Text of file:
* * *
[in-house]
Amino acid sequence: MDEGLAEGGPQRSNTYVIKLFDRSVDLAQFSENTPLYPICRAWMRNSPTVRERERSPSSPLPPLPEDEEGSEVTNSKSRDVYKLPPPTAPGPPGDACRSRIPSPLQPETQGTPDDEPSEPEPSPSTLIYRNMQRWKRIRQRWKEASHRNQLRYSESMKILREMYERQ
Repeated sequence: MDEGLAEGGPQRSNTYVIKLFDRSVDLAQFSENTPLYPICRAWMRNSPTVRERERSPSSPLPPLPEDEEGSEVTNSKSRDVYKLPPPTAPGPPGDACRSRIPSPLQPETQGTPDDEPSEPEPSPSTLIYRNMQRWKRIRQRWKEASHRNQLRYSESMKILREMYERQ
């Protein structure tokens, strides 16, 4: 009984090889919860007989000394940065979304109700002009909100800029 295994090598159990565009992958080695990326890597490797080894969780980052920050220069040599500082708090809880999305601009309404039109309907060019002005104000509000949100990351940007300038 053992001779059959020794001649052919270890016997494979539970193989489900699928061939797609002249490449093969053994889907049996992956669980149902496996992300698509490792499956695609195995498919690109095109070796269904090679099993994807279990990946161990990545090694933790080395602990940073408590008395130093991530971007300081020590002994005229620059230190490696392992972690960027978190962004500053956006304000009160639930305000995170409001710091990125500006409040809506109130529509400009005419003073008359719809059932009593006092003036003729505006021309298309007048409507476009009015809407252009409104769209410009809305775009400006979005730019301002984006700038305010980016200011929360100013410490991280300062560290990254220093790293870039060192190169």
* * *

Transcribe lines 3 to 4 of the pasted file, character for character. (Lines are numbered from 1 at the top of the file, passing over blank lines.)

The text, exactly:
Repeated sequence: MDEGLAEGGPQRSNTYVIKLFDRSVDLAQFSENTPLYPICRAWMRNSPTVRERERSPSSPLPPLPEDEEGSEVTNSKSRDVYKLPPPTAPGPPGDACRSRIPSPLQPETQGTPDDEPSEPEPSPSTLIYRNMQRWKRIRQRWKEASHRNQLRYSESMKILREMYERQ
């Protein structure tokens, strides 16, 4: 009984090889919860007989000394940065979304109700002009909100800029 295994090598159990565009992958080695990326890597490797080894969780980052920050220069040599500082708090809880999305601009309404039109309907060019002005104000509000949100990351940007300038 053992001779059959020794001649052919270890016997494979539970193989489900699928061939797609002249490449093969053994889907049996992956669980149902496996992300698509490792499956695609195995498919690109095109070796269904090679099993994807279990990946161990990545090694933790080395602990940073408590008395130093991530971007300081020590002994005229620059230190490696392992972690960027978190962004500053956006304000009160639930305000995170409001710091990125500006409040809506109130529509400009005419003073008359719809059932009593006092003036003729505006021309298309007048409507476009009015809407252009409104769209410009809305775009400006979005730019301002984006700038305010980016200011929360100013410490991280300062560290990254220093790293870039060192190169």